In the instances where Davis did correctly pinpoint factual errors, the news organizations that first reported them had issued corrections. Davis took issue with a CNN report about an email to the Trump campaign regarding WikiLeaks’ hacked documents, but he failed to note that CNN had very publicly corrected the story. He hit CNN for speculating on what former FBI Director James Comey would say in his testimony before Congress but ignored that CNN had issued a correction and updated its story. He pointed to a disputed 2016 Slate article about servers in Trump Tower but didn’t note the author’s follow-up reporting on the subject providing additional analysis. He lambasted a Washington Post report for saying that Russia penetrated the U.S. electric grid but missed that the paper’s correction stated that Russia actually hacked a Vermont utility company and the overhyped headline had been updated.
Outside of Davis’ examples, other notable instances of flawed reporting included a June 2017 CNN story about Anthony Scaramucci’s possible ties to the Russian Direct Investment Fund and ABC correspondent Brian Ross’ incorrect report that former national security adviser Michael Flynn would testify that Trump instructed him to contact Russia during the 2016 campaign. CNN pulled its story and the three journalists involved in its publication resigned (including two-time Pulitzer Prize winner Eric Lichtblau, whom CNN had lured away from The New York Times months earlier). Similarly, ABC suspended Brian Ross over his report and unceremoniously parted ways with him months later, ending his 24-year run at the network.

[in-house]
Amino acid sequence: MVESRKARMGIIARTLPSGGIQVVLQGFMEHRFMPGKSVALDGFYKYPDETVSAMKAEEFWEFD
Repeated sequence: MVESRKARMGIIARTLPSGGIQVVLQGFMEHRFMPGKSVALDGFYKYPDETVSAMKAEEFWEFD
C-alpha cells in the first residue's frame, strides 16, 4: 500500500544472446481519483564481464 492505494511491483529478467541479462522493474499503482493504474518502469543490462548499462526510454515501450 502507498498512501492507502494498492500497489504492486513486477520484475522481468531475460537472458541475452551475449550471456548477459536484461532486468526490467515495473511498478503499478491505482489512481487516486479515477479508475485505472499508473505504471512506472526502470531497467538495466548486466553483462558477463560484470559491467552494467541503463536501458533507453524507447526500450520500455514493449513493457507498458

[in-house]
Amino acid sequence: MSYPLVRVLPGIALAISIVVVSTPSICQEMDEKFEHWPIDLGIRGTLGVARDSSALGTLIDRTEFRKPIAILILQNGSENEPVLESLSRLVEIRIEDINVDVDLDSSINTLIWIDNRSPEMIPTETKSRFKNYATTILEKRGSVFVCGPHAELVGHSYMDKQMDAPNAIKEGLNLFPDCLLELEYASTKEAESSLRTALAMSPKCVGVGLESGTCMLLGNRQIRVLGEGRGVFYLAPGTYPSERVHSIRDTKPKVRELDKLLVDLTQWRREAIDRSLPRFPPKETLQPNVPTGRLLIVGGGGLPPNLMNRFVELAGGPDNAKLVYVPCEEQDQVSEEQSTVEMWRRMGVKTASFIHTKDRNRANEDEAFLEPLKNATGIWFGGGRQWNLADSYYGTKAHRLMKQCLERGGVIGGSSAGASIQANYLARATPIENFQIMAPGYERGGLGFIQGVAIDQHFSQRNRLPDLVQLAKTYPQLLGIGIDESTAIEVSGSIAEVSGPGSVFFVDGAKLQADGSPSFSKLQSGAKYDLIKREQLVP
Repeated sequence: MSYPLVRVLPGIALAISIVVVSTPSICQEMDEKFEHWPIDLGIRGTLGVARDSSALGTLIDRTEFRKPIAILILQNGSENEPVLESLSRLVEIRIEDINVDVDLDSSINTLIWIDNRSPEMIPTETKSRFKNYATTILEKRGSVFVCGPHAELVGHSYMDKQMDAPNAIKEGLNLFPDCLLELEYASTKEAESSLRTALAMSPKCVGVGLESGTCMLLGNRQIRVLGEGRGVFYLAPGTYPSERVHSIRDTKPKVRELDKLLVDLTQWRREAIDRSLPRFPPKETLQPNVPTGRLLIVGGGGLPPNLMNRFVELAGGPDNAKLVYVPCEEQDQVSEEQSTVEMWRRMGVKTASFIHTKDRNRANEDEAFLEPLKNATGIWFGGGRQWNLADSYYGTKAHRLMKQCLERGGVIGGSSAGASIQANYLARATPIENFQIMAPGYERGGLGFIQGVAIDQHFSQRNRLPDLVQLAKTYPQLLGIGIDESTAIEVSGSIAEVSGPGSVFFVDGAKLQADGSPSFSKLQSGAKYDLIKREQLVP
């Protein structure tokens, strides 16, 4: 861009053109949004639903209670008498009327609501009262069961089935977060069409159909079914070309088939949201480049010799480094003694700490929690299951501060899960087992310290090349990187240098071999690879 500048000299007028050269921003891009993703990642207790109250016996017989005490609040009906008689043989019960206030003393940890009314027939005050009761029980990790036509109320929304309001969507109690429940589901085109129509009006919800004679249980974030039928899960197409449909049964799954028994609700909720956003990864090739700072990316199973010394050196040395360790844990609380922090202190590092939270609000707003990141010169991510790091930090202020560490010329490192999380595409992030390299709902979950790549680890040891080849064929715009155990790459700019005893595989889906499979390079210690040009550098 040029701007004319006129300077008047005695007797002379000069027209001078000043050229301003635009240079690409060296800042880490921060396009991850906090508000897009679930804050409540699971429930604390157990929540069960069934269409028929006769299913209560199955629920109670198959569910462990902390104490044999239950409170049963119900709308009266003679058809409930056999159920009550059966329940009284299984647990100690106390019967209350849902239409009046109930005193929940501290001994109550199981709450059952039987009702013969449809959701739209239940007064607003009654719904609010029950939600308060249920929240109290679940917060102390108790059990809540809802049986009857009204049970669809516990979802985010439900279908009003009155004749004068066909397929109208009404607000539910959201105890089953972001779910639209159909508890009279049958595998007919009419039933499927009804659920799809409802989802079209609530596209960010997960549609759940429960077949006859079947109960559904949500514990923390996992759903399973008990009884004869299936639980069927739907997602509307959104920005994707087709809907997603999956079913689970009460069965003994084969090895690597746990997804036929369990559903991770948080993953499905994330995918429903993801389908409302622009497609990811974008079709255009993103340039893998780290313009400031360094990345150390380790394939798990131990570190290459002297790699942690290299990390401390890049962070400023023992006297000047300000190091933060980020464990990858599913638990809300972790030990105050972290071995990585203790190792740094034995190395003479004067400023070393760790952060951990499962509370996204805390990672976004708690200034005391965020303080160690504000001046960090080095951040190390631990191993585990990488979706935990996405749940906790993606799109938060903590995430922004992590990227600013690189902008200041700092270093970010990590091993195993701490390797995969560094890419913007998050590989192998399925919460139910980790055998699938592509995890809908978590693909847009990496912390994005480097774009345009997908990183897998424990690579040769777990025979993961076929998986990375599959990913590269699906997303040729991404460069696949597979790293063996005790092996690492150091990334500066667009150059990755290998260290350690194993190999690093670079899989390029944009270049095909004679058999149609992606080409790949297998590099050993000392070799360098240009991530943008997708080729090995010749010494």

In short: At reputable news organizations, mistakes in reporting come with real consequences. This is all the more reason to ignore right-wing calls for some monolithic “media” to apologize.
The nonspecific nature of these demands illustrates an important point -- just not one the people making those demands intended.
It’s worth considering what role opinion journalism should play in our modern media ecosystem. Should the serious reporting conducted by reporters at a place like CNN be devalued because of an opinion expressed by a panelist during one of the network’s prime-time shows? And do viewers even know the difference?